CEMSE does a wide range of evaluation work in school and out-of-school settings for learners of all ages.
CEMSE’s evaluation work is not bound to a single approach to evaluation or a confined set of data sources. Rather, we take on a wide range of evaluation roles using different designs and methodologies. Our approach to, and interest in evaluation is based on the following set of principles that guide decisions about evaluation design:
Evaluation must be grounded in a commitment to conducting rigorous studies of significant questions.
Residing in both the qualitative and quantitative families of approaches to data collection, rigorous studies are those that use valid, reliable, and systematic data collection methods. Those methods are of little use, however, if the questions they seek to answer are of little or no consequence to the stakeholder(s) or the field. Therefore, meaningful evaluation questions are informed by client and stakeholder needs and interests and thus contribute to understandings about a program within a local context. Where appropriate to the program and design, evaluation questions also respond to broader concerns in the field.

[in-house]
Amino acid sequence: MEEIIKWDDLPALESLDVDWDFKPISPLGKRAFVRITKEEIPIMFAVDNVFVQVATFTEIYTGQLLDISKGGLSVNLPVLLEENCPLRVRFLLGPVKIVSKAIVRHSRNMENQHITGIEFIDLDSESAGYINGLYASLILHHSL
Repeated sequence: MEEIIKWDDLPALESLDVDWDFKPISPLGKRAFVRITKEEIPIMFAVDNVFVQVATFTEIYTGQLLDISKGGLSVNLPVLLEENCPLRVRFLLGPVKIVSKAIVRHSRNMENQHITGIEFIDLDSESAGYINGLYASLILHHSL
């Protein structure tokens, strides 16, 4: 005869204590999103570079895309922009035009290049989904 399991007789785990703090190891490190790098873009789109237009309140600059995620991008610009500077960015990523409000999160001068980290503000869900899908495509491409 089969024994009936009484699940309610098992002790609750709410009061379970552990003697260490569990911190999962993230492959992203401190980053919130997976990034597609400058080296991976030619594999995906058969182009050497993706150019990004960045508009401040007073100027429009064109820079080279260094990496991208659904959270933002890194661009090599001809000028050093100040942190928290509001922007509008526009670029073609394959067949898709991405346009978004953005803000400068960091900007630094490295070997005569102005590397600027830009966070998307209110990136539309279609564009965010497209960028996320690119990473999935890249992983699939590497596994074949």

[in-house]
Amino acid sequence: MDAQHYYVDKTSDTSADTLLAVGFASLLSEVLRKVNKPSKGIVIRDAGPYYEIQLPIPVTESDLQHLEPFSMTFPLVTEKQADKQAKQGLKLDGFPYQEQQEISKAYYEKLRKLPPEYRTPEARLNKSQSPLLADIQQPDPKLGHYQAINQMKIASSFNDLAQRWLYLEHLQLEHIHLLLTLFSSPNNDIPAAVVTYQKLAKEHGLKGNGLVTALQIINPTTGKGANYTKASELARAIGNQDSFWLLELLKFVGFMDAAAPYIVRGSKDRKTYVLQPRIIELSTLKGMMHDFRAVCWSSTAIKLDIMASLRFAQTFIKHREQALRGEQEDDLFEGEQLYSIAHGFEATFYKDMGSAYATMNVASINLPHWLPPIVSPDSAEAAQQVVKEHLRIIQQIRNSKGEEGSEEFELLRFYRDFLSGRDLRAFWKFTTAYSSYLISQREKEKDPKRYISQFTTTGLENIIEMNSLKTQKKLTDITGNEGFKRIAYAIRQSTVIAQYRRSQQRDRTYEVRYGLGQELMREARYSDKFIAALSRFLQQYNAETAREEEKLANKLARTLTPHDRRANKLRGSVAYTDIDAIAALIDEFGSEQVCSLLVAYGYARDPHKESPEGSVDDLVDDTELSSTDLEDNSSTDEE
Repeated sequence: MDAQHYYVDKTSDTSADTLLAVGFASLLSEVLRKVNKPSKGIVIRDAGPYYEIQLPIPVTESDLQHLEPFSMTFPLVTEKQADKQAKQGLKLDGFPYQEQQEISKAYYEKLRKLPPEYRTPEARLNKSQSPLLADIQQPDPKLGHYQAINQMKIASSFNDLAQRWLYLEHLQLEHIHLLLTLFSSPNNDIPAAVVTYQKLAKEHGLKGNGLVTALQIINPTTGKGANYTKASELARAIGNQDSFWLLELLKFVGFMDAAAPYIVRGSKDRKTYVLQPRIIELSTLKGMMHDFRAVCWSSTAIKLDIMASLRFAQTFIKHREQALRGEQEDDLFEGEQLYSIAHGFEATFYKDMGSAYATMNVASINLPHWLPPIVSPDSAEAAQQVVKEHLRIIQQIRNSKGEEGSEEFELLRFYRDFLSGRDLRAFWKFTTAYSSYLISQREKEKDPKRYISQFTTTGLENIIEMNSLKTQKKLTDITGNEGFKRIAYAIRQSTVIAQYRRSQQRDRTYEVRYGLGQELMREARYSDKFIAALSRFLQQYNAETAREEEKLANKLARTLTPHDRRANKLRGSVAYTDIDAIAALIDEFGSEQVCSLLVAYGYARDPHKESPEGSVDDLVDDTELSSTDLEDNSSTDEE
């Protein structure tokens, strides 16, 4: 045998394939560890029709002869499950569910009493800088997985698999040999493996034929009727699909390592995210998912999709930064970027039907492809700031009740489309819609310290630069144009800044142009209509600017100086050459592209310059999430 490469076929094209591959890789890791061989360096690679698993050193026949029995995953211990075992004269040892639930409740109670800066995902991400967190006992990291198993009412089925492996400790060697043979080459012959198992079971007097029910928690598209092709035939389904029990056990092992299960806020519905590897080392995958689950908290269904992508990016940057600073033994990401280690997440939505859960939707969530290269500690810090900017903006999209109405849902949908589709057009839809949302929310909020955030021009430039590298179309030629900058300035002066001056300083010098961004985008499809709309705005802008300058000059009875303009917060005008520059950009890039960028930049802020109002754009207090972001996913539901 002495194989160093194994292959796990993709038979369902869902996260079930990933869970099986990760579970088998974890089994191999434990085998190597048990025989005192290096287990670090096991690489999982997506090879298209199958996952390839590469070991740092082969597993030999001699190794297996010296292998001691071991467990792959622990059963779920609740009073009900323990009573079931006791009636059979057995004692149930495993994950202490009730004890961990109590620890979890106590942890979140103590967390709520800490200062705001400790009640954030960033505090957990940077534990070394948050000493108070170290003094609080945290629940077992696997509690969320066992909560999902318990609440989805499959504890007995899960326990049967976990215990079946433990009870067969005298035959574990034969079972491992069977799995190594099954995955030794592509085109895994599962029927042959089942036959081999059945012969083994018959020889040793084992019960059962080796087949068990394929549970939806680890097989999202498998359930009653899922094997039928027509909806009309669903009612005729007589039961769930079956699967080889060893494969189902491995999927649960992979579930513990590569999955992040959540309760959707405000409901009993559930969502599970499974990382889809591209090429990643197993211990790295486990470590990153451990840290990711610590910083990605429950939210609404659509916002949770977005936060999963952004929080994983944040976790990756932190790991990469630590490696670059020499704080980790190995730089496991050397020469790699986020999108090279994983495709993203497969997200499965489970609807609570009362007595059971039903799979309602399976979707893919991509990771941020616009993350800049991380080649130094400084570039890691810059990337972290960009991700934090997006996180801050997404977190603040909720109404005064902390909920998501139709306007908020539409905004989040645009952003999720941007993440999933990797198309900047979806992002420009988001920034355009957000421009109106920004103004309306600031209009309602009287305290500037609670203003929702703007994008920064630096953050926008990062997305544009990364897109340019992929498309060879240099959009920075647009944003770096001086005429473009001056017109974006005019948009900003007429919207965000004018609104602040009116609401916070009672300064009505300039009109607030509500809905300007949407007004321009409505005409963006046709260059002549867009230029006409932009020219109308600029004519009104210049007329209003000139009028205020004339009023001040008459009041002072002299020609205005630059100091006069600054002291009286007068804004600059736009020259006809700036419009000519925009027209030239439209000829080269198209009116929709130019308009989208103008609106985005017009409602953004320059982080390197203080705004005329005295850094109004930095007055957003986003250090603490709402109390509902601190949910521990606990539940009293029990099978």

Evaluation designs must provide useful and practical information to support improved practice.
Although evaluation can contribute to the development of theory, unless it provides information that is applicable and important to the clients, it has failed in its major purpose. Historically, evaluators have lamented the fact that their findings, whether part of formative or summative evaluation efforts, are often not used by the immediate or any extended audience of stakeholders. CEMSE is committed to evaluation designs that result in practical, useful findings and to developing and maintaining relationships with stakeholders that increase the likelihood that those findings will be utilized.
Evaluation designs must appropriately match the contexts and conditions of the project and be sensitive to the needs and interests of the stakeholder(s).
Evaluation designs, in isolation, have no inherent merit. The value in an evaluation design comes from the extent to which it is well matched to the circumstances of the project and the needs of project leaders. Only when those needs are defined and circumstances accounted for, can evaluators generate a useful, appropriate evaluation design.